• Veterans: The Sox brought in, and continue to bring in, solid veteran clubhouse guys who both have the skill to play at this level and are comfortable with bench roles if that's what the manager wants.  Johnny Gomes is the king of this.  He roots hard for everyone and clearly loves the game.  He wants to play and does pretty well when he does, but he doesn't gripe about losing his job to Nava in the first half or getting hit for by Carp at times.  David Ross, Mike Carp (though young), Nava and others have all adjusted well to changing roles.  John McDonald who was just added from Philly might not hit at all but he'll field and he'll be a great addition to this group.
  • Catcher:  A nice piece in the ProJo outlines what has to be increasingly clear to most fans: that Jarrod Saltalamacchia has been a key, consistent part of the pitching staff this year.  With Ross injured much of the year - but available as a pseudo-coach - and Lavarnway not seeming to have the confidence of the coaching staff, Salty has played a ton.  He's been a better hitter this year than ever before (much higher average and his frequent doubles have made up for the drop in homers).  But while we often focus on throwing out baserunners, it's the leadership and consistency that a good catcher brings that we should probably most value.  Think about Tek toward the end when he couldn't hit and couldn't throw.  We still sort of wanted him out there.  Salty is sort of like that, but with the hitting still intact.  Meanwhile, Ross and Tek are around the organization helping out.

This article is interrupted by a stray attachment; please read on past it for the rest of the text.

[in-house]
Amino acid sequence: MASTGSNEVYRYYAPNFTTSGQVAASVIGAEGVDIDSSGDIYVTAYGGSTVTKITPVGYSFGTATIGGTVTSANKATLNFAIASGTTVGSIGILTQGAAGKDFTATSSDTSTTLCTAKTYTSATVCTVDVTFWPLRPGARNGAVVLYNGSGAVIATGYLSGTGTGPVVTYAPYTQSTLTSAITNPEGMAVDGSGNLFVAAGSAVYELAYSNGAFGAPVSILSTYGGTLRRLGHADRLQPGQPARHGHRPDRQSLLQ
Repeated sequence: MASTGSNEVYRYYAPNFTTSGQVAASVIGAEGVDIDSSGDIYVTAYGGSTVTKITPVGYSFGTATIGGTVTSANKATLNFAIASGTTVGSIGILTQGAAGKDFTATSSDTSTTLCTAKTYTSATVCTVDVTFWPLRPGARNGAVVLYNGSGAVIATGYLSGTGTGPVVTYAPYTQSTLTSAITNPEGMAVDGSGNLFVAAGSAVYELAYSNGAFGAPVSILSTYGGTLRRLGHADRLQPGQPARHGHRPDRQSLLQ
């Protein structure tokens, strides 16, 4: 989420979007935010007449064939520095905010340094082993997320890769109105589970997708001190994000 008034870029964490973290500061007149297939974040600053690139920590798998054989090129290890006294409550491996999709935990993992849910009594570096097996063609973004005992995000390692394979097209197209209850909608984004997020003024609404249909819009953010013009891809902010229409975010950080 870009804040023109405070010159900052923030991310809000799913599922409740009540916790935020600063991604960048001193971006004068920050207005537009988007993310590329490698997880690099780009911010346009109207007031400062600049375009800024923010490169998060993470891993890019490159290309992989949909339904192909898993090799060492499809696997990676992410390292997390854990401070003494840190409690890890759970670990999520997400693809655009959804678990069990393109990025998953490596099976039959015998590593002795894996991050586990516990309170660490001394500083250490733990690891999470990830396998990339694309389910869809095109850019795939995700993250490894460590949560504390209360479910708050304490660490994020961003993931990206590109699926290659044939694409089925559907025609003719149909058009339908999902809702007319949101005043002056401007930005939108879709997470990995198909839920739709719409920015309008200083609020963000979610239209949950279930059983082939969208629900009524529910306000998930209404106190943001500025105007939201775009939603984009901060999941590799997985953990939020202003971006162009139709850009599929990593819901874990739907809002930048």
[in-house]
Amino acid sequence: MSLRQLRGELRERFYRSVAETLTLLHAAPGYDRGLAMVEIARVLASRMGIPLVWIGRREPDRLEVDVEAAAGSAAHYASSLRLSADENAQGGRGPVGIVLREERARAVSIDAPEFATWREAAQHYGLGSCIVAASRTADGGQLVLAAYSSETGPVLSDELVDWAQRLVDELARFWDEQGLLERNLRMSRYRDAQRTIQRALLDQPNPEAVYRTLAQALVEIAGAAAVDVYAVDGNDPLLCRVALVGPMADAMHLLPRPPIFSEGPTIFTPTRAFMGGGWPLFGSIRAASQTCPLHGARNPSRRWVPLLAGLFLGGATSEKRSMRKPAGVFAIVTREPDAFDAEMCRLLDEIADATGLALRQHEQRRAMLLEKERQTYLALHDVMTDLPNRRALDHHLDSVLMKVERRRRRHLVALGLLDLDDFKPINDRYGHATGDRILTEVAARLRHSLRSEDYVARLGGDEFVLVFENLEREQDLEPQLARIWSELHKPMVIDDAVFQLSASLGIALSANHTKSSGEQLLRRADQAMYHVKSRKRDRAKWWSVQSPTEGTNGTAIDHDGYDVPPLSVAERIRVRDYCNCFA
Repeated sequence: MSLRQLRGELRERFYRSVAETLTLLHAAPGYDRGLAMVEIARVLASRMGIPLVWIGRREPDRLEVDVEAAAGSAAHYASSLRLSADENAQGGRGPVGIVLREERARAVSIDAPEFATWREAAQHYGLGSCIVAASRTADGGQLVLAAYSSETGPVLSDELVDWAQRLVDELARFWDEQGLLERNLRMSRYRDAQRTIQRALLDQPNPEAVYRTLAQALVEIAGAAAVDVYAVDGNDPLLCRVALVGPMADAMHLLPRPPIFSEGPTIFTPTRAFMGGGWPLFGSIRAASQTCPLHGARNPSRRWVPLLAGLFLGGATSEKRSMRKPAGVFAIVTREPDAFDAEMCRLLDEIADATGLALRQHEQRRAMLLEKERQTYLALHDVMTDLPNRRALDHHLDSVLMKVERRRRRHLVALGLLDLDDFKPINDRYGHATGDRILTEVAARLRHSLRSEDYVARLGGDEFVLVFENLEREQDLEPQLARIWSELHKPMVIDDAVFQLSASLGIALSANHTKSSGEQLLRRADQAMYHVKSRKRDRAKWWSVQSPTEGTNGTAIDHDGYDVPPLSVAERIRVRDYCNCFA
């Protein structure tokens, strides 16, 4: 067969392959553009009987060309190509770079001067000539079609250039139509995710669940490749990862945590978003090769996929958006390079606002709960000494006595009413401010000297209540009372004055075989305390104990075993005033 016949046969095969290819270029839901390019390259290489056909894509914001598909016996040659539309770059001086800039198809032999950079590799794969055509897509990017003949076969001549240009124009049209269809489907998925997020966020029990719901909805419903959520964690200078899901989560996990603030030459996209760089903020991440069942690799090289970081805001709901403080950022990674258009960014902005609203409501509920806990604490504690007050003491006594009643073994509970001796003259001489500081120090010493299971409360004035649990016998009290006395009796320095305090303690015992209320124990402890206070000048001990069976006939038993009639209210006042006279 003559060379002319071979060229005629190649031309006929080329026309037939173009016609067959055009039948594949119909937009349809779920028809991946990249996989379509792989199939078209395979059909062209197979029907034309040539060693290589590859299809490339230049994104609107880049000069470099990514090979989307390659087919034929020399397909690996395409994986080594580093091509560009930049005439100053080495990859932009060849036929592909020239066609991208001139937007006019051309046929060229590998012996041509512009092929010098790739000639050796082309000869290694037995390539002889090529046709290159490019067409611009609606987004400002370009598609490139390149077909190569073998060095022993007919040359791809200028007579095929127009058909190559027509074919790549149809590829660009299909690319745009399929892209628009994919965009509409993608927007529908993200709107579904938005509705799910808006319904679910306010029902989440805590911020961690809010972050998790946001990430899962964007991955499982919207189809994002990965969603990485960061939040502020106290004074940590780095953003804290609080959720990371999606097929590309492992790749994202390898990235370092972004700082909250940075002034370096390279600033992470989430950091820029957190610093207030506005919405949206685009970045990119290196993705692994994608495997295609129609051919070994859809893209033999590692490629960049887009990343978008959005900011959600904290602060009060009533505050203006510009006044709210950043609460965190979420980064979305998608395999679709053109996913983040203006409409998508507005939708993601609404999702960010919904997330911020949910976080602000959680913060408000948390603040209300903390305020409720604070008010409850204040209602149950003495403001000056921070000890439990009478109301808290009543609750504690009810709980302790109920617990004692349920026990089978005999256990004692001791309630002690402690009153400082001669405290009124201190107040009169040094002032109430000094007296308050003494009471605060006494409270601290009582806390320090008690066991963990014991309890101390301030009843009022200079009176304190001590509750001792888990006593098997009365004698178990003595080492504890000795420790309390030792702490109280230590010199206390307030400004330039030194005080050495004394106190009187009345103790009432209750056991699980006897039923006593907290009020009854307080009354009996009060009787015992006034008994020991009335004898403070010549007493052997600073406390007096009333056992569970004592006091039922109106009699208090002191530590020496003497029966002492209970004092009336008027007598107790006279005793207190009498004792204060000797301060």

• Luck: After some of the bigger "here we go" moments, the Sox played the Mariners, Rockies and Twins respectively.  Get healthy time.... Felix Doubront turned it around right about the same time that Buchholz's body fell apart...  Two closers fell apart and the likely third choice (Tazawa) didn't seem to fit, but Uehara has become one of the best closers in the game.
Somehow, this team finds a way to stop the death spirals.  They might just be that good of a team.  They might just have that magic which not only wins games late but prevents domino losses.  Whatever it is, let's hope it keeps going.  My knuckle is getting sore and there's a worn spot on my table.


Bullpen Session: Speaking of the 1988 Red Sox, closer Lee Smith should be in the Hall of Fame.  Modern overuse of the one inning save as the only way to end a close game has created an odd world where only Mo Rivera is a Hall of Fame closer and older, long closers like Eck, Goose and Rollie Fingers are closers.  But there's no room for anyone in between.  Maybe it's because Francisco Cordero is 13th on the all time list.  Hall of Fame should go to the best players at their job during their era for an extended period of time.  At closer, that should include Lee Smith, probably Jeff Reardon, and maybe John Franco, Randy Myers, and Trevor Hoffman.  You can't have a position, especially one as important as the closer, only be represented by the one best player there.